“The real core in electric vehicles is the software, and we use our AdaptEV software in our patented power electronics to electrify these chassis and have them serve the medium duty truck and bus market,” O’Leary says. “Unlike passenger cars, which are high volume, we started in medium duty because there are so many different configurations, from step-in vans, school buses, shuttle buses, work trucks, box trucks and trolleys. And how do you have a software application that can seamlessly work across all these applications? Really, that’s what Motiv developed in the first eight years of our 11-year history.”

Motiv’s motive is working with major fleets, a strategy evidenced by its work with massive delivery outfits such as Aramark, Bimbo Bakeries, and USPS. “We’re the only ones out there showing data for deployments, which is showing reliability in the 98-99% uptime range,” O’Leary says.

Starting with modest numbers (Aramark has 31 Motiv-powered vehicles in its fleet, with dozens more on order; Bimbo currently drives five, with dozens more on the way, the commercial counts are readying to grow – rapidly.

“Now we’re at the part where we’re working with larger numbers,” O’Leary continues. “To put that in perspective, in our first 10 years, we sold 100 vehicles.  In 2020 alone, we’ve got orders for 200 more vehicles – and that number is still growing.”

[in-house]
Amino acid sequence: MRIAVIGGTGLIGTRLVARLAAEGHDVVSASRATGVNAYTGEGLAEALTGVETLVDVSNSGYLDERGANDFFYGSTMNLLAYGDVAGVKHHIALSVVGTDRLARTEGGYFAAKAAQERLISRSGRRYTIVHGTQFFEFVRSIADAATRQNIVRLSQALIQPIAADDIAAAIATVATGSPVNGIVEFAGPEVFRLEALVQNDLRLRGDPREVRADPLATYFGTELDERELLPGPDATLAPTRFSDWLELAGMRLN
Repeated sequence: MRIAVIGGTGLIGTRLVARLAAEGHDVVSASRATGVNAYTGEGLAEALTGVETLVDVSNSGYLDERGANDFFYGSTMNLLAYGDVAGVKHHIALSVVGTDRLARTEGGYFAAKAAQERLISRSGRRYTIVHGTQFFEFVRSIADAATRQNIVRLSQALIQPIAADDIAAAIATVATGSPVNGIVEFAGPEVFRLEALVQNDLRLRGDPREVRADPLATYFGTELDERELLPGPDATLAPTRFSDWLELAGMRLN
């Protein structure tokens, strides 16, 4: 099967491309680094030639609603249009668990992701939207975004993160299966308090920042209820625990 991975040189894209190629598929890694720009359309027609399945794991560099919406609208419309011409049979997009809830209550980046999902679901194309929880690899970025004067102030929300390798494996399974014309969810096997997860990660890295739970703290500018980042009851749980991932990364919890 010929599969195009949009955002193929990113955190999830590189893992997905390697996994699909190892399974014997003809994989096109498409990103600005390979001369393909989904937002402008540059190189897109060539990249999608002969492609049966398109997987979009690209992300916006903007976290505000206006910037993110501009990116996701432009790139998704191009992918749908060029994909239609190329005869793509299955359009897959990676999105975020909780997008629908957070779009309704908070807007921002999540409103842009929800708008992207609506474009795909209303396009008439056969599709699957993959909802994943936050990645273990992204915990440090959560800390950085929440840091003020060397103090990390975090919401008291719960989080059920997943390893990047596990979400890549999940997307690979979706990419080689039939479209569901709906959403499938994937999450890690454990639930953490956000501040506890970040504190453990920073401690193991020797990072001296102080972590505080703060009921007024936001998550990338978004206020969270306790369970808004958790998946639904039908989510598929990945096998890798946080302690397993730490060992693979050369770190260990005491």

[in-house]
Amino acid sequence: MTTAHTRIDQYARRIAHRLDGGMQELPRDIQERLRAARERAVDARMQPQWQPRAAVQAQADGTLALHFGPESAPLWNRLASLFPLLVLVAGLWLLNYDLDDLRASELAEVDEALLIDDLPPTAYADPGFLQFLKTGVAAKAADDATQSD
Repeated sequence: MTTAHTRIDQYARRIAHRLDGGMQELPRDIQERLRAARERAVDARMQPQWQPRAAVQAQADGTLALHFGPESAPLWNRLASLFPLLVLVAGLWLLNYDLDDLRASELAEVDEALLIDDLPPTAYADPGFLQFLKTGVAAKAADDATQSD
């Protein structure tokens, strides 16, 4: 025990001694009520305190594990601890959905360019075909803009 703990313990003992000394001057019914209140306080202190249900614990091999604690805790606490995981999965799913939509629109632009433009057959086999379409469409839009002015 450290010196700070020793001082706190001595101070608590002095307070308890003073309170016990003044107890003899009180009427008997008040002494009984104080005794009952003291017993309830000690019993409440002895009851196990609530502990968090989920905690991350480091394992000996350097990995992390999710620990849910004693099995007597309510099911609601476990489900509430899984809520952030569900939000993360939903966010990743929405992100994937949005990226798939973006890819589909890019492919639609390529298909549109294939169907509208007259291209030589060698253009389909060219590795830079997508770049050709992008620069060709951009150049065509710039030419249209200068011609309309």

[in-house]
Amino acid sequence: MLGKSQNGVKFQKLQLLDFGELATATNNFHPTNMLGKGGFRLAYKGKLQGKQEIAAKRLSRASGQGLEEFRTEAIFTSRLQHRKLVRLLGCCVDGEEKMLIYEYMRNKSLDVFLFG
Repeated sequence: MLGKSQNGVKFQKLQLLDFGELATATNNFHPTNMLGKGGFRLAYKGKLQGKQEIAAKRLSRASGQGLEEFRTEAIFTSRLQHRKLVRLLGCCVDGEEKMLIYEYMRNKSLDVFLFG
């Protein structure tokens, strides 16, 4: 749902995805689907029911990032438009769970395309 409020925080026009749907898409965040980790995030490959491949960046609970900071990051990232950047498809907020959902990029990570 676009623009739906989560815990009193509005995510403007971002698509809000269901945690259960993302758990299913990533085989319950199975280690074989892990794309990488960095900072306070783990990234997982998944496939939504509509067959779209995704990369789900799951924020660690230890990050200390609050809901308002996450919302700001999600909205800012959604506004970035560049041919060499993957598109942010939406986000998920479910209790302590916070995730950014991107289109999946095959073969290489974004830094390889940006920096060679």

National momentum toward cleaner transportation options – such as California’s Advanced Clean Truck rule that mandate that 50 percent of trucks sold must be  zero emissions by 2035 – is further spurring the company’s growth.

“The pace is really accelerating, and some of that is driven by regulatory action, with companies figuring out that ‘Going Green’ is a good business decision,” O’Leary says. “It’s not just something they do to feel good about themselves, it also makes business sense.”

In concert with Ford’s chassis, Motiv uses the same high-volume production BMW batteries employed by top passenger models, like the i3.

“We’re still a small company, and these fleets are conservative,” O’Leary says. “These companies want to work with somebody who can stand behind their product. So, going to them and telling them the batteries are warranted by BMW, it gives a lot of assurance. Likewise, we use a lot of Ford chassis, and its eQVM approval, also means a lot to customers, knowing that Ford is standing behind the chassis.”

Freeing fleets of fossil fuel use is at the core of Motiv’s mission. In accord with its purview of environmental concerns for the next generation, the company deployed the nation’s first-ever EV school bus back in 2013.